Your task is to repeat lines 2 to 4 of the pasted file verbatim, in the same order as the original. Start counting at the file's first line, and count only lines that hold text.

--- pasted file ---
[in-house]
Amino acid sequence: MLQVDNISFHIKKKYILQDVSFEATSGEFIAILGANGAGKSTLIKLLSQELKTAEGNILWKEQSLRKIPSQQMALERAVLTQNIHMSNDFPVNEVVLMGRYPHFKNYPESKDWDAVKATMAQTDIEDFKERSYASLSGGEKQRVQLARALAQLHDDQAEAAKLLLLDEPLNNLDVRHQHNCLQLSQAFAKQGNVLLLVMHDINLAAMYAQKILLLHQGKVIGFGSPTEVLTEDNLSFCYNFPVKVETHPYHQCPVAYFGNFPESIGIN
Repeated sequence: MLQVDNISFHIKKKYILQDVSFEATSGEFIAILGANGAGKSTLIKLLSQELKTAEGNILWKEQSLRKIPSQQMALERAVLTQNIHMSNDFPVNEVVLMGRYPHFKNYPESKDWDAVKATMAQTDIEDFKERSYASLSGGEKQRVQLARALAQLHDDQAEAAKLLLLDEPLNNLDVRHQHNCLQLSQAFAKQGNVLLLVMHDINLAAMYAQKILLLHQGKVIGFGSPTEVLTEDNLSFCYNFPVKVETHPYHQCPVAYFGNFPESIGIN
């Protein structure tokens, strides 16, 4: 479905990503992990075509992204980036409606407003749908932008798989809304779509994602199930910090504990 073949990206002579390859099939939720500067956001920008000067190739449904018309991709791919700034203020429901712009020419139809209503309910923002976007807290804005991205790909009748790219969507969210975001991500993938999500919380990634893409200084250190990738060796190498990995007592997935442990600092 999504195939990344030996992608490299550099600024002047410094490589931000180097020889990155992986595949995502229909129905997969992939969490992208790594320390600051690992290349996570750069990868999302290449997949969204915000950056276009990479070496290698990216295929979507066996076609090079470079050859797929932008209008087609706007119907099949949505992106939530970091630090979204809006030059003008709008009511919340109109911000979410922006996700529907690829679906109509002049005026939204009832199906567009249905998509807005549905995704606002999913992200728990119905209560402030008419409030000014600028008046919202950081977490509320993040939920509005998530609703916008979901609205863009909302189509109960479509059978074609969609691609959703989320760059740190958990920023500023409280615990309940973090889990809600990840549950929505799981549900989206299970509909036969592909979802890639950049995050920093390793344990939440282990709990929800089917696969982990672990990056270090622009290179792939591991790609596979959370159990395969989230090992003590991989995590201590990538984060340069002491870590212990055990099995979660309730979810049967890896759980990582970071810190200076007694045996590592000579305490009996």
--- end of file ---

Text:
Amino acid sequence: MLQVDNISFHIKKKYILQDVSFEATSGEFIAILGANGAGKSTLIKLLSQELKTAEGNILWKEQSLRKIPSQQMALERAVLTQNIHMSNDFPVNEVVLMGRYPHFKNYPESKDWDAVKATMAQTDIEDFKERSYASLSGGEKQRVQLARALAQLHDDQAEAAKLLLLDEPLNNLDVRHQHNCLQLSQAFAKQGNVLLLVMHDINLAAMYAQKILLLHQGKVIGFGSPTEVLTEDNLSFCYNFPVKVETHPYHQCPVAYFGNFPESIGIN
Repeated sequence: MLQVDNISFHIKKKYILQDVSFEATSGEFIAILGANGAGKSTLIKLLSQELKTAEGNILWKEQSLRKIPSQQMALERAVLTQNIHMSNDFPVNEVVLMGRYPHFKNYPESKDWDAVKATMAQTDIEDFKERSYASLSGGEKQRVQLARALAQLHDDQAEAAKLLLLDEPLNNLDVRHQHNCLQLSQAFAKQGNVLLLVMHDINLAAMYAQKILLLHQGKVIGFGSPTEVLTEDNLSFCYNFPVKVETHPYHQCPVAYFGNFPESIGIN
């Protein structure tokens, strides 16, 4: 479905990503992990075509992204980036409606407003749908932008798989809304779509994602199930910090504990 073949990206002579390859099939939720500067956001920008000067190739449904018309991709791919700034203020429901712009020419139809209503309910923002976007807290804005991205790909009748790219969507969210975001991500993938999500919380990634893409200084250190990738060796190498990995007592997935442990600092 999504195939990344030996992608490299550099600024002047410094490589931000180097020889990155992986595949995502229909129905997969992939969490992208790594320390600051690992290349996570750069990868999302290449997949969204915000950056276009990479070496290698990216295929979507066996076609090079470079050859797929932008209008087609706007119907099949949505992106939530970091630090979204809006030059003008709008009511919340109109911000979410922006996700529907690829679906109509002049005026939204009832199906567009249905998509807005549905995704606002999913992200728990119905209560402030008419409030000014600028008046919202950081977490509320993040939920509005998530609703916008979901609205863009909302189509109960479509059978074609969609691609959703989320760059740190958990920023500023409280615990309940973090889990809600990840549950929505799981549900989206299970509909036969592909979802890639950049995050920093390793344990939440282990709990929800089917696969982990672990990056270090622009290179792939591991790609596979959370159990395969989230090992003590991989995590201590990538984060340069002491870590212990055990099995979660309730979810049967890896759980990582970071810190200076007694045996590592000579305490009996």